City Council Work Session – Redevelopment Tool Box

Fayetteville City Council Work Session
October 7, 2013

What Happened: Scott Shuford (City of Fayetteville Development Services Director) gave a presentation on incentive ideas to promote redevelopment. According to a city memo, the “Redevelopment Toolbox” is a collection of potential zoning ordinances and text amendments to spur redevelopment within the city. The information below is from his presentation.  Follow this link to few the document in its entirety

Final vote on the toolbox will take place at the next City Council meeting on October 28, 2013.


Community Redevelopment and Reinvestment Program (CRIP)

  • Develops a coordinated response to redevelopment and reinvestment needs
  • Leverages private investment using City funding, capital improvement programming, federal and state grants
  • Promotes development of and investment in priority areas and projects

Cottage Developments

  • Small site infill development tool
  • Fits our changing demographics (older; smaller families)

Key Ordinance Features of cottage development

  • Minimum and maximum number of units
  • No density limits
  • Minimum lot size
  • Maximum unit size
  • Architectural, material standards for units
  • Public and private open space required

Adaptive Reuse

  • Adaptive reuse means the conversion of an existing building built from one use to another use, typically to address some aspect of physical or functional obsolescence
  • reuse can happen in any zoning district but this ordinance is focused on institutional building in residential districts using the overlay district approach

Key Ordinance Features of Adaptive Reuse

  • Conditions may be established regarding lighting, landscaping, hours of operation, and other operational and site design necessary to maintain compatibility
  • Preservation of architectural character required
  • No density limitations
  • In single-family districts, multifamily uses are allowed; in multifamily district, professional office uses are allowed

Regional Activity Centers

  • Recognizes and supports areas containing key economic development drivers (Cross Creek Mall area, VA Clinic area, CFV north clinic area, etc.)
  • Preserves the use character of these areas
  • Implemented through an overlay district after analysis

Key Ordinance Features of Regional Activity Centers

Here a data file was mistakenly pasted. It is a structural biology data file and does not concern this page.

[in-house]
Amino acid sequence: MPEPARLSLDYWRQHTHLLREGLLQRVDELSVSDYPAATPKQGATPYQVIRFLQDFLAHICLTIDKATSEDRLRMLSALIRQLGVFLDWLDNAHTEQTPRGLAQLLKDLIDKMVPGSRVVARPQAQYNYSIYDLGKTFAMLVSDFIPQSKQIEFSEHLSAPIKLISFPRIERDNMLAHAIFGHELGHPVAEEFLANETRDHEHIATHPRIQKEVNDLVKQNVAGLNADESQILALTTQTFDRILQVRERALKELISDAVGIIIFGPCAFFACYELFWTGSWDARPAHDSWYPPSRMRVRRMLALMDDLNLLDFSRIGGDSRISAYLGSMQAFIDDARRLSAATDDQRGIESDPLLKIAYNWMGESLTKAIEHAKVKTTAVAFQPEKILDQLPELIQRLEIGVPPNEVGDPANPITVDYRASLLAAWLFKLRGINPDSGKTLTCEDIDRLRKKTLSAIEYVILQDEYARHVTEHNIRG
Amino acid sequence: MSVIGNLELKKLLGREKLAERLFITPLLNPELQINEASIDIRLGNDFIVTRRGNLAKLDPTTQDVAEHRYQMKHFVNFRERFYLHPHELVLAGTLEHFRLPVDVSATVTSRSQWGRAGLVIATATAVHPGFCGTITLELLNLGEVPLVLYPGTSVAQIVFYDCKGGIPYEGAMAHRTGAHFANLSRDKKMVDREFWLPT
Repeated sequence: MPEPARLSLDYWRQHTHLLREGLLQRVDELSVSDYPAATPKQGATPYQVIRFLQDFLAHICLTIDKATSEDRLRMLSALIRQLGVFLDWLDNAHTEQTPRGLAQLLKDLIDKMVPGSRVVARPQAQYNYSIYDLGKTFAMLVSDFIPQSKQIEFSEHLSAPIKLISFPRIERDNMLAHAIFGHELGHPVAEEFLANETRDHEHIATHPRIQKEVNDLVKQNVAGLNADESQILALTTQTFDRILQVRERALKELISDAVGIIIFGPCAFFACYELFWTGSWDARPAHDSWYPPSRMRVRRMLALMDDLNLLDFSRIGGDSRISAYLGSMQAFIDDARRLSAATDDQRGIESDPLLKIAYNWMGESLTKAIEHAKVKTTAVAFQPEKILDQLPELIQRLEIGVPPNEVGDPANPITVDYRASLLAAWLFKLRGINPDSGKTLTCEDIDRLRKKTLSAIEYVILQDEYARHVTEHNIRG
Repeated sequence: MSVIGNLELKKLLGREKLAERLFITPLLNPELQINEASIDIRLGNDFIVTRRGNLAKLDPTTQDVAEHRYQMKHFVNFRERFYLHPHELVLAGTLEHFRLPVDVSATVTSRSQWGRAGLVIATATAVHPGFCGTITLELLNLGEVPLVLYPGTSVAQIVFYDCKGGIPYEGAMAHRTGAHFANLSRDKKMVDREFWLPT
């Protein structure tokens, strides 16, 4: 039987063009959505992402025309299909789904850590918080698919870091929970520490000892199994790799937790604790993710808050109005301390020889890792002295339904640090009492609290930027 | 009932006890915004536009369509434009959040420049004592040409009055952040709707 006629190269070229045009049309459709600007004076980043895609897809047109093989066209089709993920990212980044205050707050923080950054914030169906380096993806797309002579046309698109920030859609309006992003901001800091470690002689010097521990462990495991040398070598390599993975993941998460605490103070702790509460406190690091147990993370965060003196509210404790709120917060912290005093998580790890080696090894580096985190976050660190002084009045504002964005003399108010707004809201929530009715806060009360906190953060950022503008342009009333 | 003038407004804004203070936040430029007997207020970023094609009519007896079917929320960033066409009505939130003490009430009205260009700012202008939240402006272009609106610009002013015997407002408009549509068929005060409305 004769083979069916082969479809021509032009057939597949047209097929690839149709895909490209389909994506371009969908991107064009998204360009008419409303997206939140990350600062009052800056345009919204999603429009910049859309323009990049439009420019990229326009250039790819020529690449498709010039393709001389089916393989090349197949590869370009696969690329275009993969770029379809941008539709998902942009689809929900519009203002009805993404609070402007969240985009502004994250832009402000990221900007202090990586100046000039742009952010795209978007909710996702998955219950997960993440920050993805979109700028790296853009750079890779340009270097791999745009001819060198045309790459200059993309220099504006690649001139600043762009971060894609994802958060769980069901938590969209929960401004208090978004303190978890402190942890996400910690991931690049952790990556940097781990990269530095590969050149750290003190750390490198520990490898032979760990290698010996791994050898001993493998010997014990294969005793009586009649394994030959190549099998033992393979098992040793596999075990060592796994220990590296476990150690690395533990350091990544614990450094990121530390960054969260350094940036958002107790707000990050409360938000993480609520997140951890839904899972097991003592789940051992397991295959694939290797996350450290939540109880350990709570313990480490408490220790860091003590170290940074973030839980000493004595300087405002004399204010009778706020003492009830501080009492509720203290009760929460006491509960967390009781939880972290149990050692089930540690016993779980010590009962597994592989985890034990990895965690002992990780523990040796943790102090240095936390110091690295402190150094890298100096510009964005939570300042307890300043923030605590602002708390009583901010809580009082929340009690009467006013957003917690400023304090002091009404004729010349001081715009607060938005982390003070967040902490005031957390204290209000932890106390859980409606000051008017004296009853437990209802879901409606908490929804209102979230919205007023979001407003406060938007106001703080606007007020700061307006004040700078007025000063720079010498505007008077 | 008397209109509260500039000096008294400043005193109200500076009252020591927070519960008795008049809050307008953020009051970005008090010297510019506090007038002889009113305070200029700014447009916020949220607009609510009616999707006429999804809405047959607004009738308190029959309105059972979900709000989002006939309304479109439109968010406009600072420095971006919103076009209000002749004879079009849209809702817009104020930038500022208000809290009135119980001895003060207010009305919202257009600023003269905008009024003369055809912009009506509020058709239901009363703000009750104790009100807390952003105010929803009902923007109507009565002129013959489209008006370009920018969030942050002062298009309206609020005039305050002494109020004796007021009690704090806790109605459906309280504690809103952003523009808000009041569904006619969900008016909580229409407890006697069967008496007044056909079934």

• Each center is uniquely-defined based upon its specific economic contribution to the community
  • Analysis required to identify the defining land uses that make up the district, to identify land uses which are compatible and which are incompatible with the defining land uses, and to identify development characteristics, including scale of development and site design features, that complement the defining land uses or which threaten them

Live-Work Units

  • A building or space within a building that is used jointly for office/business uses allowed in the applicable zoning district and for residential use where the residential use of the space is secondary or accessory to the primary use as a place of work
  • Promotes residential uses in business locations (e.g. Haymount commercial area)

Key Ordinance Features of Live-Work Units

  • Modifies existing language
  • Located in nonresidential districts
  • One parking space per live-work unit plus whatever is required for the commercial, office or industrial space
  • For density, a live-work unit shall be regarded as the equivalent of 0.5 residential unit

Neighborhood Conservation Districts

  • Neighborhood Conservation Overlay districts are already provided for in the UDO
  • We are evaluating how the NCO could be modified to allow greater protection of neighborhoods vulnerable to blighting influences from nearby commercial uses

Urban Agriculture

  • Broadens range of uses allowed in underutilized commercial and industrial zoning districts
  • Supports a potential niche market for Fayetteville

Key Ordinance Features of Urban Agriculture

  • Urban agriculture means land uses involved in the indoor or outdoor cultivation (including aquaculture/hydroponics) of fruits, vegetables, fish and shellfish
  • Excluded from urban agriculture is the cultivation of livestock, including, but not limited to, poultry, rabbits, beef and swine
  • Establishes limits on noise and dust producing activities and pesticide application near residential areas

Small Subdivision Access Standards

  • Allows a new subdivision to be created on larger, deeper lots using driveways as access
  • Limited to 4 or fewer lots – (small infill sites)

Key Ordinance Features of Small Subdivision Access Standards

  • Limited to 4 or fewer lots
  • 20 foot easement with 16 feet of pavement
  • 150-foot maximum length of driveway without a Fire Marshal approved turnaround

Residential Density in Commercial Zones

  • Need to occupy excess commercial space
  • Increased residential density allows use of commercial property for multifamily residential properties in areas where such uses are more compatible
  • Matches density with proximity to transit services and to “destinations”
  • Proposed densities are to be determined

Key Ordinance Features of Residential Density in Commercial Districts

  • Increases density in commercial zoning districts
  • Density is matched to proximity to transportation and to destinations
  • “Headroom” is maintained for Downtown and activity centers


Print Friendly, PDF & Email

Published by Angie Hedgepeth

Angie Hedgepeth, Government Affairs Director for the Association, attends all the local meetings each month, as well as NAR and NCAR meetings, and keeps members abreast of the multiple issues being addressed in local, state and national government. She prepares reports on the meetings she attends and they are included in the weekly "Government Affairs Update".